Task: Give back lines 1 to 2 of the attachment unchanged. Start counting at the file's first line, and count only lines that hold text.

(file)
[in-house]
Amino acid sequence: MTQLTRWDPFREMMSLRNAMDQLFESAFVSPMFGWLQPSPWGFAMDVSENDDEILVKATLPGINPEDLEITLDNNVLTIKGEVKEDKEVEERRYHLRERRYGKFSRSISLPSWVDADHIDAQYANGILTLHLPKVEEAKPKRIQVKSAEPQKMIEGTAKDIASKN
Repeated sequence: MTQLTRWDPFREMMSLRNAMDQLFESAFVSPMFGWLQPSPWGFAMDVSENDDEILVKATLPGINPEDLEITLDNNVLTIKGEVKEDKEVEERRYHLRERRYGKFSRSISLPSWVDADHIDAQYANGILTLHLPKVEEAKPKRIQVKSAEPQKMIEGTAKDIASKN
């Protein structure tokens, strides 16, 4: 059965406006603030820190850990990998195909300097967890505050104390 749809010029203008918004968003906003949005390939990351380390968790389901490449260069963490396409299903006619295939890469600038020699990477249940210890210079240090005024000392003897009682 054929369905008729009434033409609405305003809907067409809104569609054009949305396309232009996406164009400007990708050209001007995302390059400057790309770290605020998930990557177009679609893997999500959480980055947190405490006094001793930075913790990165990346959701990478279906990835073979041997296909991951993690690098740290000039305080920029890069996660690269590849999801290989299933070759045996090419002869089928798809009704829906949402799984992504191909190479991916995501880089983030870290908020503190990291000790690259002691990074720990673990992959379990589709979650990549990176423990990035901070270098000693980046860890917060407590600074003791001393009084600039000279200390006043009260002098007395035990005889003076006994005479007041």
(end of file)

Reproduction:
[in-house]
Amino acid sequence: MTQLTRWDPFREMMSLRNAMDQLFESAFVSPMFGWLQPSPWGFAMDVSENDDEILVKATLPGINPEDLEITLDNNVLTIKGEVKEDKEVEERRYHLRERRYGKFSRSISLPSWVDADHIDAQYANGILTLHLPKVEEAKPKRIQVKSAEPQKMIEGTAKDIASKN